UGA Extension Viticulture Blog

Where to get forecasts for frost

In a blog post earlier this week I provided some links to sources of information on historical frost dates across the country. Today I want to provide you with some links to help you find current forecasts for frost.  It looks like to me that we are likely to see our first scattered frost in northern Georgia next week Wednesday or (more likely) Thursday morning as a shot of cold air moves into the state, although if you have a frost pocket in your area, it may have already experienced freezing conditions. Of course you also most likely have your own sources of weather information, so this will just supplement what you are already using. A couple of things to keep in mind:

  • Weather forecasts are generally for about 5-6 feet above the ground, so conditions closer to the ground could be colder.
  • Local conditions are extremely important in whether or not frost occurs, since cold air tends to drain to the lowest levels because it is more dense than warmer air. North-facing versus south-facing slopes also make a difference in temperature and frost vulnerability, as I’m sure you already know.
  • Weather apps are not very useful for rapidly changing conditions, since they are only updated once or twice a day and don’t provide very local guidance, but can give a sense of the general trends several days ahead.

If you live close to a UGA automated weather station, they have some good tools for frost prediction on their site at http://www.georgiaweather.net. Pick a station (say, Tiger in Rabun County) and use the left menu to go to Forecasts. That will allow you to either get a 12-hour prediction of temperature (dotted lines on bottom graph) or an estimate of minimum temperature for their site. I’ve heard they are working on some updates and I am hoping to get the wet-bulb temperature added to the graph since it is useful for determining when to turn on irrigation for frost protection in spring.

NOAA graphic forecasts allow you to see a map of minimum and maximum temperatures across a region. You can get the Georgia map at https://graphical.weather.gov/sectors/georgia.php#tabs. The picture below shows the forecast minimum temperature for the morning of October 26. Some areas of northeast Georgia are getting into the dark blue that indicates temperatures close to freezing.  Apparently this map display will soon be replaced by https://digital.weather.gov/ so if it does not work, try the new site.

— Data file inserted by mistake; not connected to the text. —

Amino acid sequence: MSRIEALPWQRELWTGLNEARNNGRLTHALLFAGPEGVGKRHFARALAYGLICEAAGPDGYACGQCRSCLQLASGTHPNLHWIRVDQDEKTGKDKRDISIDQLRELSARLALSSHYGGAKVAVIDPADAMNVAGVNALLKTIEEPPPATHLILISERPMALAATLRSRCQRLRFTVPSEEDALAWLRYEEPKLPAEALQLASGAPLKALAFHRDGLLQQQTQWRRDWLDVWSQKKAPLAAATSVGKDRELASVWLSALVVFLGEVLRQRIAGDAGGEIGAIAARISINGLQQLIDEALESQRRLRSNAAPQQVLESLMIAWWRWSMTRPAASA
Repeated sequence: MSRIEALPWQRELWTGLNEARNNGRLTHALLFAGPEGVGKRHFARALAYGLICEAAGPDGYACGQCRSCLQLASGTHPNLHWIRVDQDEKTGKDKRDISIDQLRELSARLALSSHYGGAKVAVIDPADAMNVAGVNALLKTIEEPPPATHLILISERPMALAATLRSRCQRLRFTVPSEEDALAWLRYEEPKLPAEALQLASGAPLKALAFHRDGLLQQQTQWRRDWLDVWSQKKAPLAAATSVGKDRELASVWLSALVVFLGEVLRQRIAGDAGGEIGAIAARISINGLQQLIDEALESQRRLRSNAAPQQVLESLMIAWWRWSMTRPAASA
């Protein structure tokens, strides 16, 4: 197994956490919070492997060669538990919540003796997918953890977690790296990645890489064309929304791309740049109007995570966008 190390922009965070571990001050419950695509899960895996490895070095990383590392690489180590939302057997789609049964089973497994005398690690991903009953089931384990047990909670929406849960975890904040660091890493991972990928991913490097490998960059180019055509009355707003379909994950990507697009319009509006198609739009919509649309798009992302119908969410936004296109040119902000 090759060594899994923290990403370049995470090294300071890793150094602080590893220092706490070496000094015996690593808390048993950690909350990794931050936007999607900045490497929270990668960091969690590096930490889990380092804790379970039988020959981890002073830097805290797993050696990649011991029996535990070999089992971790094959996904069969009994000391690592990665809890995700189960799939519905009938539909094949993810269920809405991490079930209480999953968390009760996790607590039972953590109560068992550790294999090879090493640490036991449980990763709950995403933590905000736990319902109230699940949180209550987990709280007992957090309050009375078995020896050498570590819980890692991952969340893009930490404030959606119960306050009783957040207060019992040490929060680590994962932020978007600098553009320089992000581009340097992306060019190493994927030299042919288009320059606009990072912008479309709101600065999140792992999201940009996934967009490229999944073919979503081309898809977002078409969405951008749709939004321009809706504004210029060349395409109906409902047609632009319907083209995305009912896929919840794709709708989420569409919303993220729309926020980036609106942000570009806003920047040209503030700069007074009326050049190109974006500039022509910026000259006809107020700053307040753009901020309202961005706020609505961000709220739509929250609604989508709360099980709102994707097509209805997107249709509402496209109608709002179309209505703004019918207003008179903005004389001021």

You can get a local hourly forecast from the National Weather service by going to http://www.weather.gov and entering your zip code or city name into the “Get your Local Weather” box on the left side. If you click on the link to get detailed information, it will go to a personalized page with a detailed text forecast.  An hourly forecast graph is on the lower right side, and it goes out to six days ahead. Obviously, the forecast will change over time so don’t check it once and then forget about it for several days.

One final place to look for general upcoming weather patterns is to look at actual forecast models. The simplest one to use is at http://www.tropicaltidbits.com. Go to Forecast Models on the top menu and use GFS. Pick Thermodynamics on the lower right and 2 meter temperatures. Then watch the weather move across the US.  Usually the 12Z temperature is pretty close to the minimum for the day, since it is near sunrise. Sometimes it takes a while to load the results of the latest model run, so you might have to go back to a previous model run to see the full period.  The latest run of the GFS for Thursday October 26 shows an area of 30 degree temperature in far NE Georgia that morning. Keep in mind that this is one of several models, so the actual forecast from the NWS might be different than what you see in this model.

Please let me know if you have questions or comments about where you like to get frost information by emailing me at pknox@uga.edu.